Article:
Architecture at UM

<p>So. I got into LSA and preferred admission into Taubman.
How are the undergrad and grad programs?
Is it worth the money for out of state?</p>

<p>Compared to what in-state option? I haven't seen Michigan ranked incredibly highly on the architecture rankings, but it is a well known school which may help. Michigan also gives a lot of options in case you don't stick with ARCH. </p>

<p>Syracuse and Cornell and VT are the only 3 architecture programs I have heard of as being the top, not sure if Michigan ranks up there.</p>

<p>My instate options are probably Calpoly San Luis Obispo or Pomona. I also got into Northeastern.</p>

<p>Michigan would top all 3 of those by far. Closest match is Northeastern and that's more of an engineering school than anything.</p>

<p>Michigan is ranked #1 in 2011 for 4+2 (MArch) programs by DesignIntelligence. It's always ranked around the top 20's.</p>

<p>Cal Poly-SLO has an excellent architecture program. It's ranked #4 in 2011 and #3 in 2010 for 5-year BArch programs.</p>

<p>I have no idea where Cal Poly-Pomona or Northeastern rank. I don't think they are in the top 20 though.</p>

<p>2011</a> America’s Best Architecture Schools | Features | Architectural Record</p>

<p>Michigan architecture school used to be known for its emphasize on technologies -- structure, construction, environmental ... that is, your design has to be build-able, but it seems to be changing:</p>

<p>"Since 2004, when DesignIntelligence began ranking undergrad and grad programs separately, Harvard University’s Graduate School of Design has held top honors for its M.Arch. program. So it is fascinating to consider how the University of Michigan’s Taubman College of Architecture and Urban Planning nudged Harvard out of No. 1 this year. In fact, Michigan didn’t even appear on our list of top 20 grad programs last year. It hovered just below the requisite votes needed to tie for 20th place. </p>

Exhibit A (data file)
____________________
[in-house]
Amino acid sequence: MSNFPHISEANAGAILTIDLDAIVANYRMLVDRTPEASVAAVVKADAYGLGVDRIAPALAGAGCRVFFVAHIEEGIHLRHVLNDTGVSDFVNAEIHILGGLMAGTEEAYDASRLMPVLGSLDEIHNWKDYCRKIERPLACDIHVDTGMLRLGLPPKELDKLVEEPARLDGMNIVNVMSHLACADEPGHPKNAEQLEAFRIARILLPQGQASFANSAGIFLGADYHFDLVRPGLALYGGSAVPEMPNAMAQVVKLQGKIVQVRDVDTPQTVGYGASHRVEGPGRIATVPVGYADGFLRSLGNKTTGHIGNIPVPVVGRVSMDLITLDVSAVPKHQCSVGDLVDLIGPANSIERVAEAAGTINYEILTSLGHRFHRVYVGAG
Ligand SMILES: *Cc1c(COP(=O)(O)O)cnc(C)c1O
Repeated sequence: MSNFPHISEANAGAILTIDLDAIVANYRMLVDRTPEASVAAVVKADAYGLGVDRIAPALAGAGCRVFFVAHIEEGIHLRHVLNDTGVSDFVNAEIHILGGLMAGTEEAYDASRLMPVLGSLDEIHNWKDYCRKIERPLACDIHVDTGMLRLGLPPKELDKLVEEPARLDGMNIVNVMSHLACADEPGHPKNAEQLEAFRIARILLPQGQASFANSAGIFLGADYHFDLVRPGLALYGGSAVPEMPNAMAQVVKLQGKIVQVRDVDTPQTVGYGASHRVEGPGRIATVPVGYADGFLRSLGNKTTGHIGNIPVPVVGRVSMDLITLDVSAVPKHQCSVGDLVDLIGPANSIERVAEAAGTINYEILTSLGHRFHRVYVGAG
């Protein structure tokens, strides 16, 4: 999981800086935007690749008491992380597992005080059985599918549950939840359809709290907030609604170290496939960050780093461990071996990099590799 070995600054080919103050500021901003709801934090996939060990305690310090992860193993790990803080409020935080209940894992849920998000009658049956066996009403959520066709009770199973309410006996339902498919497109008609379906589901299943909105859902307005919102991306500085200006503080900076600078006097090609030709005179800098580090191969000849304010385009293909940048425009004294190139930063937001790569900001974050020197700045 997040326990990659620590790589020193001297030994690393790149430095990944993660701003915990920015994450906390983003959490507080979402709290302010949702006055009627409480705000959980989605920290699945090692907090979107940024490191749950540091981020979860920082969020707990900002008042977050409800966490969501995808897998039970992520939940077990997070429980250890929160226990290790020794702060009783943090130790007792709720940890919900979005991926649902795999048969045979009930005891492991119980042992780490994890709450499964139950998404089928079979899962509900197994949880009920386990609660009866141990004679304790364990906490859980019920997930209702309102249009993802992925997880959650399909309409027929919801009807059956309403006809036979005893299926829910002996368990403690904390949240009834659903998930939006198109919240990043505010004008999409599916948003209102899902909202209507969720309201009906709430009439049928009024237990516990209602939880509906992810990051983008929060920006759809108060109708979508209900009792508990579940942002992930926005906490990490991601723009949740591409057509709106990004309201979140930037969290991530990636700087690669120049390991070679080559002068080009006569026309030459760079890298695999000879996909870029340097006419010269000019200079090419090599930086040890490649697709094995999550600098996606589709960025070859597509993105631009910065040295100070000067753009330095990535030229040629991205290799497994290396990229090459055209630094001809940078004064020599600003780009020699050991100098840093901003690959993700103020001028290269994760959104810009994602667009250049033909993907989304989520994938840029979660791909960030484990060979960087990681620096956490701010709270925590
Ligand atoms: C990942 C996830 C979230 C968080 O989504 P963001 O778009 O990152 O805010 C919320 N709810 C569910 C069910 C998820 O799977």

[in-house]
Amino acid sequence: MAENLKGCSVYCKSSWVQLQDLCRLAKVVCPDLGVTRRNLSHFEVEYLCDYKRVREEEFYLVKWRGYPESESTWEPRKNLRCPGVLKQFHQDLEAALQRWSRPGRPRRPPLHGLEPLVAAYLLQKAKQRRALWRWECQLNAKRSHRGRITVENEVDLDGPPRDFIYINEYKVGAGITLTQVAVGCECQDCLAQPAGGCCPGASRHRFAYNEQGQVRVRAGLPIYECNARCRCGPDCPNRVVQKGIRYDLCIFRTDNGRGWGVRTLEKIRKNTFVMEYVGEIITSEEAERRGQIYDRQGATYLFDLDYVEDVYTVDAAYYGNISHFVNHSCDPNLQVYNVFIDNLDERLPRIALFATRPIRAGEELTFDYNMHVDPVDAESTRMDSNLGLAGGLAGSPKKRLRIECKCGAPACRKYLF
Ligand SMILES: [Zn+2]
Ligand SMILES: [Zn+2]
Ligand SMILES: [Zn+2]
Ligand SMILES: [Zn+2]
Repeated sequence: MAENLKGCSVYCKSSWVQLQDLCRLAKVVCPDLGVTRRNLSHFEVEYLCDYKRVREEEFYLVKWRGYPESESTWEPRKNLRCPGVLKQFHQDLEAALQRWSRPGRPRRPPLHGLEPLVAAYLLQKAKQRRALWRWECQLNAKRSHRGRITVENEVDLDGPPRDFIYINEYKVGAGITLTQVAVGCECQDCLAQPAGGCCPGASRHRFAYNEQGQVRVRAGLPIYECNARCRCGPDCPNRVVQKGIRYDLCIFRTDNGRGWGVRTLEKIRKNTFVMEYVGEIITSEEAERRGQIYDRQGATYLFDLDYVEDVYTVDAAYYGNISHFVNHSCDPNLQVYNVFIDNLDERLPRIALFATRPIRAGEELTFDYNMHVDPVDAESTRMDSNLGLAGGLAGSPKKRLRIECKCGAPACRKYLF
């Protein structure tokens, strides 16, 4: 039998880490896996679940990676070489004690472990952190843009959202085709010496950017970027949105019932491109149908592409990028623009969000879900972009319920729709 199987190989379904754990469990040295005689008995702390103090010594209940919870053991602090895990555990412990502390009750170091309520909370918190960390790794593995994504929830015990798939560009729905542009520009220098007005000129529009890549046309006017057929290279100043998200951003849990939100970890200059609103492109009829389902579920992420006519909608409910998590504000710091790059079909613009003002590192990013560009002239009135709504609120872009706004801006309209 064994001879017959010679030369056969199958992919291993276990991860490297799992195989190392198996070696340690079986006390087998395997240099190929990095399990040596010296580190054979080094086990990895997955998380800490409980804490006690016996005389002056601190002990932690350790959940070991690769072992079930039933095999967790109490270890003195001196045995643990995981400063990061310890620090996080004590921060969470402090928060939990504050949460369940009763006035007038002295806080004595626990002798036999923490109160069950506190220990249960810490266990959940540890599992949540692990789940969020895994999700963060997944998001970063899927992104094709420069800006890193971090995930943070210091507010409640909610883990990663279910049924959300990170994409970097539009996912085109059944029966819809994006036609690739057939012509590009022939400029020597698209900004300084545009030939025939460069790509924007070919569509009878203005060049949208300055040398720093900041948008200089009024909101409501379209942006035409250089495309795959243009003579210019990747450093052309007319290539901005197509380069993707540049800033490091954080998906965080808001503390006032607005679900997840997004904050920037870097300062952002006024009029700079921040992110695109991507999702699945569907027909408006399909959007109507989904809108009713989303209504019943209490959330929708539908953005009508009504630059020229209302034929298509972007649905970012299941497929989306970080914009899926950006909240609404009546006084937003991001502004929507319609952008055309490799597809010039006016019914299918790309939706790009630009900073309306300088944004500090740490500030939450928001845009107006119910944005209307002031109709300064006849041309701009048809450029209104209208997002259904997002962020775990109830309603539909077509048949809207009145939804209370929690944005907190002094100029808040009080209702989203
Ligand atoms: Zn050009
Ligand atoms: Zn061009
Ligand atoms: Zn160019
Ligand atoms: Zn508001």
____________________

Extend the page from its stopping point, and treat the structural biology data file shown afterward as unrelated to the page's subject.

<p>Suddenly emerging at the top seems like an unlikely story for Michigan. Yet the unfolding story is even more interesting. In her Dean’s Message posted on the Taubman College Web site, Monica Ponce de Leon explains how the school is reformulating a pedagogical strategy that has remained virtually unchanged in architecture education for more than a century. To forward Taubman’s goal of more realistically paralleling contemporary professional practice, studio work is being integrated into other required courses; various areas of expertise (history, structures, urban planning) are being integrated into the studio; and design studios are being paired with courses in other areas of concentration — a structures course or a structures seminar, for example.</p>

<p>And the students seem to agree with this tactic. Among students who took a separate DesignIntelligence survey, 90 percent of University of Michigan attendees indicated a belief that they’ll be well prepared upon graduation, with 96 percent giving the quality of their program an A (excellent) or B (above average)."</p>

<p>If you are 100% certain you wish to study Architecture and CalPoly-SLO is an in-state option, I think that would be a no-brainer. Michigan is as good in Architecture, but at more than twice the cost, I don't think it is worth it, unless:</p>

<ol>
<li>The OP's folks are wealthy</li>
<li>The OP receives a good FA package/scholarship from Michigan</li>
<li>The OP may change majors to Business or pre-law.</li>
</ol>

<p>Northeastern and CalPoly-Pomona are not worth considering.</p>

<p>ok. I'll have to think about SLO since im about 90% certain about architecture and I heard it's not exactly easy to change majors there.</p>

<p>and why shouldnt i consider Northeastern? (besides cost)</p>

<p>Northeastern is not in the same league as Michigan, plain and simple.</p>